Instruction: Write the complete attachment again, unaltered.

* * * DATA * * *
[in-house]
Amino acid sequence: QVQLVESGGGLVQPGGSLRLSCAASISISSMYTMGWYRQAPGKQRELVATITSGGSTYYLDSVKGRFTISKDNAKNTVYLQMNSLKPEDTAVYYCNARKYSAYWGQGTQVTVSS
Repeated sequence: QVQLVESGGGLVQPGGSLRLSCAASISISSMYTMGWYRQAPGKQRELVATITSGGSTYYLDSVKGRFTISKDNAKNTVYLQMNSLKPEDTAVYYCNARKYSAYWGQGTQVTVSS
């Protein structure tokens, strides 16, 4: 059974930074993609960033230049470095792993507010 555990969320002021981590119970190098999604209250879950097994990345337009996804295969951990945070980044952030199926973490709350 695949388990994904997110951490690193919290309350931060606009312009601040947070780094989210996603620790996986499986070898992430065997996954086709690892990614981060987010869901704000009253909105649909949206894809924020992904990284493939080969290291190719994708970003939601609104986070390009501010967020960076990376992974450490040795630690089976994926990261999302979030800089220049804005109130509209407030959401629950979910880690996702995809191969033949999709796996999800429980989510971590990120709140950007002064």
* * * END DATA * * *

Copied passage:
[in-house]
Amino acid sequence: QVQLVESGGGLVQPGGSLRLSCAASISISSMYTMGWYRQAPGKQRELVATITSGGSTYYLDSVKGRFTISKDNAKNTVYLQMNSLKPEDTAVYYCNARKYSAYWGQGTQVTVSS
Repeated sequence: QVQLVESGGGLVQPGGSLRLSCAASISISSMYTMGWYRQAPGKQRELVATITSGGSTYYLDSVKGRFTISKDNAKNTVYLQMNSLKPEDTAVYYCNARKYSAYWGQGTQVTVSS
């Protein structure tokens, strides 16, 4: 059974930074993609960033230049470095792993507010 555990969320002021981590119970190098999604209250879950097994990345337009996804295969951990945070980044952030199926973490709350 695949388990994904997110951490690193919290309350931060606009312009601040947070780094989210996603620790996986499986070898992430065997996954086709690892990614981060987010869901704000009253909105649909949206894809924020992904990284493939080969290291190719994708970003939601609104986070390009501010967020960076990376992974450490040795630690089976994926990261999302979030800089220049804005109130509209407030959401629950979910880690996702995809191969033949999709796996999800429980989510971590990120709140950007002064």